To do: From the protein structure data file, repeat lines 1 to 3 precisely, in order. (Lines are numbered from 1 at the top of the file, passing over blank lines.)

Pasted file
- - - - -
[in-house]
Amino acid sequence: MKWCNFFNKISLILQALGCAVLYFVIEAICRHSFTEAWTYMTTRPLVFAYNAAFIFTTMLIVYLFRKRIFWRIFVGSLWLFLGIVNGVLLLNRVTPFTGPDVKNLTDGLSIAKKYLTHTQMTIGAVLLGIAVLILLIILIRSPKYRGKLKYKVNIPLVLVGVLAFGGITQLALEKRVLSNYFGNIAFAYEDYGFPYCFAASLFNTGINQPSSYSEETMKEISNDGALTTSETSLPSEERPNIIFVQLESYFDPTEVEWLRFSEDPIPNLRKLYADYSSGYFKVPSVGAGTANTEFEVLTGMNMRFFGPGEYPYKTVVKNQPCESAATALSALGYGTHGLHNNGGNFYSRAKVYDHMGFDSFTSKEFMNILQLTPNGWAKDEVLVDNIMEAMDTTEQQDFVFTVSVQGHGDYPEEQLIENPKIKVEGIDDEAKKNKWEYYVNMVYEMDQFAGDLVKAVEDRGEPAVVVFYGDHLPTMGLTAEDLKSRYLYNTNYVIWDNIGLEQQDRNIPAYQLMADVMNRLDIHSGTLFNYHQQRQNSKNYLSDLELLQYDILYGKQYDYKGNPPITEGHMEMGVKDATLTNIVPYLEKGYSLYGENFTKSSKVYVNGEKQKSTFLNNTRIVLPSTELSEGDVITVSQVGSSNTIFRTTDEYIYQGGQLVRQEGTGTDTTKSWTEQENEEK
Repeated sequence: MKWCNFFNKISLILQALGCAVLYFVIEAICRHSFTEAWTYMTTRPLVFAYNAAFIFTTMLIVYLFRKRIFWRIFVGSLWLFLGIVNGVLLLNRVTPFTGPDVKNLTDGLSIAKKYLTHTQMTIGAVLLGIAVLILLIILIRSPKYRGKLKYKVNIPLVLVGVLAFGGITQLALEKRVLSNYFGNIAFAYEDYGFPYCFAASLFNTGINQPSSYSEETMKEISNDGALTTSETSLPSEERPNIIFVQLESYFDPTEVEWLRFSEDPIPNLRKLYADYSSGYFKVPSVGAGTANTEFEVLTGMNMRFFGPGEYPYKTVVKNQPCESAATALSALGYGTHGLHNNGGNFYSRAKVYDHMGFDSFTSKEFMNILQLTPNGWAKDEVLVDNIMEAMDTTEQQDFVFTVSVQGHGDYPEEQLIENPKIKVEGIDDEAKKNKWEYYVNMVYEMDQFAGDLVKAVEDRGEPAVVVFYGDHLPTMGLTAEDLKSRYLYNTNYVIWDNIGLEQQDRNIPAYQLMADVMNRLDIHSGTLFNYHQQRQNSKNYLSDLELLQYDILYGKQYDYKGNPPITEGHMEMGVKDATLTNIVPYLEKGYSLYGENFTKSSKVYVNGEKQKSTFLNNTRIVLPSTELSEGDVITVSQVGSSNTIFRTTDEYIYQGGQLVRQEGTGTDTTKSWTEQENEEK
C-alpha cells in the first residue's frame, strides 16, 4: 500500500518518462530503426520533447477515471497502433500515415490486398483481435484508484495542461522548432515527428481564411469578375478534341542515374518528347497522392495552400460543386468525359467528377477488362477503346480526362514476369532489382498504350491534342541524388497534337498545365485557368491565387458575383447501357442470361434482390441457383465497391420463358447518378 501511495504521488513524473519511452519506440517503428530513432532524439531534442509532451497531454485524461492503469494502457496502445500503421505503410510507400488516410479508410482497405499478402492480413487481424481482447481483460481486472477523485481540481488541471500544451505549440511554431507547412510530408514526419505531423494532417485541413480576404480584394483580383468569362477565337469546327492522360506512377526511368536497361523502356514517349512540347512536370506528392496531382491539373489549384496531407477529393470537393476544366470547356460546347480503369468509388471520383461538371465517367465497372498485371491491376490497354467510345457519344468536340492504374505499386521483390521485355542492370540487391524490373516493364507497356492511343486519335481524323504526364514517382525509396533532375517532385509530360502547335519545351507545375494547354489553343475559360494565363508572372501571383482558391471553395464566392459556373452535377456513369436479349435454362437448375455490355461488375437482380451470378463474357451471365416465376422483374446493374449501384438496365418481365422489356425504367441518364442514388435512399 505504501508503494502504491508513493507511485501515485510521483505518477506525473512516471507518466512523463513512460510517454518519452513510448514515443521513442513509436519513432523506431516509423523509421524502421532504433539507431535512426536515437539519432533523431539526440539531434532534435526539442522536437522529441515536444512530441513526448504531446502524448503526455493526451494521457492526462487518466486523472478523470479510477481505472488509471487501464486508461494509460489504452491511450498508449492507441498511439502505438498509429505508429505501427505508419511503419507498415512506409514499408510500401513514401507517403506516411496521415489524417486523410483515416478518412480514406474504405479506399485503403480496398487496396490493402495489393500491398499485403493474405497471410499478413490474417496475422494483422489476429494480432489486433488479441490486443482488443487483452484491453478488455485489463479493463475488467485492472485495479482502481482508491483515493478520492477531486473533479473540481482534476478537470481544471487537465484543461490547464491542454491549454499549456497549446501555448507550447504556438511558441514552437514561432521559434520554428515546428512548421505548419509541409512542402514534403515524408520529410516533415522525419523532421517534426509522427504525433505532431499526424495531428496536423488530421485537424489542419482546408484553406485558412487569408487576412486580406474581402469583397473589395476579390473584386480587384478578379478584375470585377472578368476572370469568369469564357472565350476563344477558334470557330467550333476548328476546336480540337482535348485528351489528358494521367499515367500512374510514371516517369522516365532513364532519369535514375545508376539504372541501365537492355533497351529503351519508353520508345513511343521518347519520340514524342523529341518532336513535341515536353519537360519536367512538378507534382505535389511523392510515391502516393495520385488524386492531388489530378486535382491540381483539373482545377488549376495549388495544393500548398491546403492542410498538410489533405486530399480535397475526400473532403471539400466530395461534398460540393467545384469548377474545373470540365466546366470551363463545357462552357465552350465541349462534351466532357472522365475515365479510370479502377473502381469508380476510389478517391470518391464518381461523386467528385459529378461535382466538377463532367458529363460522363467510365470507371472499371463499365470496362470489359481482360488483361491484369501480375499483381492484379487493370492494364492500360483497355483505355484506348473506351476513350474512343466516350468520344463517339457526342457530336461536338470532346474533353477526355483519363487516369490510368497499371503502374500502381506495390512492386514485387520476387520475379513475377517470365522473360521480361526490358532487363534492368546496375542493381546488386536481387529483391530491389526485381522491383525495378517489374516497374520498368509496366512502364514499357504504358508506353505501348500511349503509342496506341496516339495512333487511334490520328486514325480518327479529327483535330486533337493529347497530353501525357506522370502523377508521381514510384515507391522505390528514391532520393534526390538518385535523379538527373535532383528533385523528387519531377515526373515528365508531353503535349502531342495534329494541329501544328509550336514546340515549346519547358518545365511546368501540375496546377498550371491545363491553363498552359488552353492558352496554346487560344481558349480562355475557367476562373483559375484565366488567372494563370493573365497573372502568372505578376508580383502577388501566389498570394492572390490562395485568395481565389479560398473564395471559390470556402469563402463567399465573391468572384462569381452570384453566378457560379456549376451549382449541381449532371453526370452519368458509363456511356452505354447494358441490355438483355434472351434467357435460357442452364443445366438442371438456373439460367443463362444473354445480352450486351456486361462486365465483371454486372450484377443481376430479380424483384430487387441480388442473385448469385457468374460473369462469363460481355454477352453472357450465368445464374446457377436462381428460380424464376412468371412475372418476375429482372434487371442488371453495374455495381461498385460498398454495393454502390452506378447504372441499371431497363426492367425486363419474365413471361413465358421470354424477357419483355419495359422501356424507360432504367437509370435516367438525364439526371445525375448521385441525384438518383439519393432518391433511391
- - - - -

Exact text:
[in-house]
Amino acid sequence: MKWCNFFNKISLILQALGCAVLYFVIEAICRHSFTEAWTYMTTRPLVFAYNAAFIFTTMLIVYLFRKRIFWRIFVGSLWLFLGIVNGVLLLNRVTPFTGPDVKNLTDGLSIAKKYLTHTQMTIGAVLLGIAVLILLIILIRSPKYRGKLKYKVNIPLVLVGVLAFGGITQLALEKRVLSNYFGNIAFAYEDYGFPYCFAASLFNTGINQPSSYSEETMKEISNDGALTTSETSLPSEERPNIIFVQLESYFDPTEVEWLRFSEDPIPNLRKLYADYSSGYFKVPSVGAGTANTEFEVLTGMNMRFFGPGEYPYKTVVKNQPCESAATALSALGYGTHGLHNNGGNFYSRAKVYDHMGFDSFTSKEFMNILQLTPNGWAKDEVLVDNIMEAMDTTEQQDFVFTVSVQGHGDYPEEQLIENPKIKVEGIDDEAKKNKWEYYVNMVYEMDQFAGDLVKAVEDRGEPAVVVFYGDHLPTMGLTAEDLKSRYLYNTNYVIWDNIGLEQQDRNIPAYQLMADVMNRLDIHSGTLFNYHQQRQNSKNYLSDLELLQYDILYGKQYDYKGNPPITEGHMEMGVKDATLTNIVPYLEKGYSLYGENFTKSSKVYVNGEKQKSTFLNNTRIVLPSTELSEGDVITVSQVGSSNTIFRTTDEYIYQGGQLVRQEGTGTDTTKSWTEQENEEK
Repeated sequence: MKWCNFFNKISLILQALGCAVLYFVIEAICRHSFTEAWTYMTTRPLVFAYNAAFIFTTMLIVYLFRKRIFWRIFVGSLWLFLGIVNGVLLLNRVTPFTGPDVKNLTDGLSIAKKYLTHTQMTIGAVLLGIAVLILLIILIRSPKYRGKLKYKVNIPLVLVGVLAFGGITQLALEKRVLSNYFGNIAFAYEDYGFPYCFAASLFNTGINQPSSYSEETMKEISNDGALTTSETSLPSEERPNIIFVQLESYFDPTEVEWLRFSEDPIPNLRKLYADYSSGYFKVPSVGAGTANTEFEVLTGMNMRFFGPGEYPYKTVVKNQPCESAATALSALGYGTHGLHNNGGNFYSRAKVYDHMGFDSFTSKEFMNILQLTPNGWAKDEVLVDNIMEAMDTTEQQDFVFTVSVQGHGDYPEEQLIENPKIKVEGIDDEAKKNKWEYYVNMVYEMDQFAGDLVKAVEDRGEPAVVVFYGDHLPTMGLTAEDLKSRYLYNTNYVIWDNIGLEQQDRNIPAYQLMADVMNRLDIHSGTLFNYHQQRQNSKNYLSDLELLQYDILYGKQYDYKGNPPITEGHMEMGVKDATLTNIVPYLEKGYSLYGENFTKSSKVYVNGEKQKSTFLNNTRIVLPSTELSEGDVITVSQVGSSNTIFRTTDEYIYQGGQLVRQEGTGTDTTKSWTEQENEEK